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This post is sponsored by You Need a Budget, but all of the opinions within are those of The Everygirl editorial board.

Follow These 4 Steps to Stop Living From Paycheck-To-Paycheck

This post is sponsored by You Need a Budget, but all of the opinions within are those of The Everygirl editorial board.


You worked hard all week at work, are Superwoman at home, and when payday rolls around, it feels like you have nothing to show for it, shuffling around bills, debt, and other expenses as soon as your check hits your account. If you feel like every paycheck is slipping through your fingers as soon as Friday rolls around, you’re not the only one: 59 percent of Americans are living paycheck to paycheck, according to a 2019 survey from Charles Schwab. 

Break the paycheck-to-paycheck cycle with YNAB (which stands for You Need A Budget), an award-winning personal finance software that’ll help you gain control of your money with their modern, easy-to-use budgeting tools. YNAB helps your budget with the money you have now, offering free video trainings and live workshops centered on their four simple rules to help you stop living from paycheck-to-paycheck, get out of debt, and create a savings plan so that your money works for you. 

What’s your financial game plan? Here are four simple ways you can stop living from paycheck-to-paycheck so that you can enjoy your money more. 


1. Give Every Dollar a Job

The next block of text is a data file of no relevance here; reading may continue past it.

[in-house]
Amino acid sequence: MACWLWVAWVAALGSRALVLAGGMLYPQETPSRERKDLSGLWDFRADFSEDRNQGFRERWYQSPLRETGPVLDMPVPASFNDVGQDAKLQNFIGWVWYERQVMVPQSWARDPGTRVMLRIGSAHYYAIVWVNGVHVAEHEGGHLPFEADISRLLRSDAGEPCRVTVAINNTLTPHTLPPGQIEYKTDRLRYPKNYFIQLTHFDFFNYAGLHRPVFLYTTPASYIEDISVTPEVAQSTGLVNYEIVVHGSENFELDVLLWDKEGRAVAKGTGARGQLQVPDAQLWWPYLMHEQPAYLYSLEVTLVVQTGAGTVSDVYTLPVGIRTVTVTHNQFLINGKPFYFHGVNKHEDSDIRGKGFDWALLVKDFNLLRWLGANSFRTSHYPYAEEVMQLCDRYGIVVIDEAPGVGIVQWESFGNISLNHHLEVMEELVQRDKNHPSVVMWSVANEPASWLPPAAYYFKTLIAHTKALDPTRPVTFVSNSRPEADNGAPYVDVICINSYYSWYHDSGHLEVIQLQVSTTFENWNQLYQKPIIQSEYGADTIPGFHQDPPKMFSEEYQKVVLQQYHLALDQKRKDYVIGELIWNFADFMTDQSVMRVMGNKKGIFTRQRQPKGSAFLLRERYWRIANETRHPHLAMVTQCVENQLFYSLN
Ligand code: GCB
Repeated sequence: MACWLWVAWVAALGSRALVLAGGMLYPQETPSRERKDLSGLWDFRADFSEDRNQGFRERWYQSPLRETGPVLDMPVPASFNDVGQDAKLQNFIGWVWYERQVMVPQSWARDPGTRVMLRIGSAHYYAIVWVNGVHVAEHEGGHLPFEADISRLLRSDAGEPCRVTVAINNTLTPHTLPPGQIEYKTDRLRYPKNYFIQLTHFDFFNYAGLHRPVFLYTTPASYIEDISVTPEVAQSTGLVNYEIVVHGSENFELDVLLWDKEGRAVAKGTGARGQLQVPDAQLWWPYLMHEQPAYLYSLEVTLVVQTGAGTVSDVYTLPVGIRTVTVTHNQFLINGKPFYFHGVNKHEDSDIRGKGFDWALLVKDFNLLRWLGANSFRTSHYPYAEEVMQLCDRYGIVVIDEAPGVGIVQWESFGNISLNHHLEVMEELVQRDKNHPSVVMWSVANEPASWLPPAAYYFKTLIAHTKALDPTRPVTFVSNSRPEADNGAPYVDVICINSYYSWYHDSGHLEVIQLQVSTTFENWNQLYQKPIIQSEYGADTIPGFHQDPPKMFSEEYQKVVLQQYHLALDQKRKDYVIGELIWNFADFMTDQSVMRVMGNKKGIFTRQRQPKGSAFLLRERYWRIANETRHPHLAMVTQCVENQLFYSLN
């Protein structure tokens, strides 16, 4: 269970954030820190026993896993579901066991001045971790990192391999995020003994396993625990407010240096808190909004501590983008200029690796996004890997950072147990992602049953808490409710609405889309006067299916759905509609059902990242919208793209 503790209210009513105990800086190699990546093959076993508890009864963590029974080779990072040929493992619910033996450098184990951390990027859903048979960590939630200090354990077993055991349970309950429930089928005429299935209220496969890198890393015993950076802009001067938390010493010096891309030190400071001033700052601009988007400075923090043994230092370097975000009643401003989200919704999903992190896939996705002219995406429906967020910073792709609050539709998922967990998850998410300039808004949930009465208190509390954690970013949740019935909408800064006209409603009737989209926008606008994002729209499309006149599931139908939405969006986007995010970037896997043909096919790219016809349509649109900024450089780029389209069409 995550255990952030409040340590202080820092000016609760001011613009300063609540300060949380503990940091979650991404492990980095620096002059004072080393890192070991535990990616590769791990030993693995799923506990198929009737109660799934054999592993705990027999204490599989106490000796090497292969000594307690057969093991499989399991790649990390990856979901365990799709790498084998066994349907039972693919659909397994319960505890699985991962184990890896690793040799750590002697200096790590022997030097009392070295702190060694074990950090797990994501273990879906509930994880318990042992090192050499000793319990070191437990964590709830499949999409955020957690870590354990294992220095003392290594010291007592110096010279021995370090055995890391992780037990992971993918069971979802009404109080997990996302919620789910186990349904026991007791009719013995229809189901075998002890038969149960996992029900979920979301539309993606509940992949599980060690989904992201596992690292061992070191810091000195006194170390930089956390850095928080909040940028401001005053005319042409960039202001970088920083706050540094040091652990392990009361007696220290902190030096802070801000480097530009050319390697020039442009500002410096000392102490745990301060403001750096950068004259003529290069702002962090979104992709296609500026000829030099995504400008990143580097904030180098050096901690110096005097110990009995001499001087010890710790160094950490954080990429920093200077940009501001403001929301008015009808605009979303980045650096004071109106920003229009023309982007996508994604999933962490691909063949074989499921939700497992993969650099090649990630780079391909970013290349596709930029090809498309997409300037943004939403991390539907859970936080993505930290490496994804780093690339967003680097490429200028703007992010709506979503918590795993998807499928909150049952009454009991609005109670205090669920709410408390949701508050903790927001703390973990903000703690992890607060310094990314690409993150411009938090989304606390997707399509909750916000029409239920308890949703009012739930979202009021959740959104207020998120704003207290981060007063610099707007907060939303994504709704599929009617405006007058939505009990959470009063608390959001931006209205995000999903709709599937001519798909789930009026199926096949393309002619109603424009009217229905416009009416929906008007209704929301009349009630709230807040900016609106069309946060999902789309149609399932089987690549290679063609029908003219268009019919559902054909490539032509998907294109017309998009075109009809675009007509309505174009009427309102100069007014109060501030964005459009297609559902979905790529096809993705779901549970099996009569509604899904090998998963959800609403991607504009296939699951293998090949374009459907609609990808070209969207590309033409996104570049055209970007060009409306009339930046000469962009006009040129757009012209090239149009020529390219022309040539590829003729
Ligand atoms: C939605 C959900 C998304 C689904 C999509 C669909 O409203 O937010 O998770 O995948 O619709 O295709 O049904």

Instead of picking up 2-3 jobs in order to make ends meet, use a budget to help guide you to only spend the money you have available right now. With a budget, you’re able to look at how much you’re spending on necessities and obligations like housing expenses, credit card, or student loan payments each month and how much you spend dining out with friends and family. Breaking down your spending habits is easy with a tool like YNAB, which helps you budget to gain better control of your money.

Your budget on YNAB is broken down by category to help you sort out your expenses more wisely and see where each dollar is going: 

  • Immediate Obligations (monthly fixed expenses like rent and utilities) 
  • True Expenses (non-monthly expenses like tuition and clothing)
  • Debt payments (payments towards consumer and student loan debt)
  • Quality of Life Goals (self-care expenses like workout classes or spa treatments)
  • Just For Fun (anything goes, from vacations to dining out)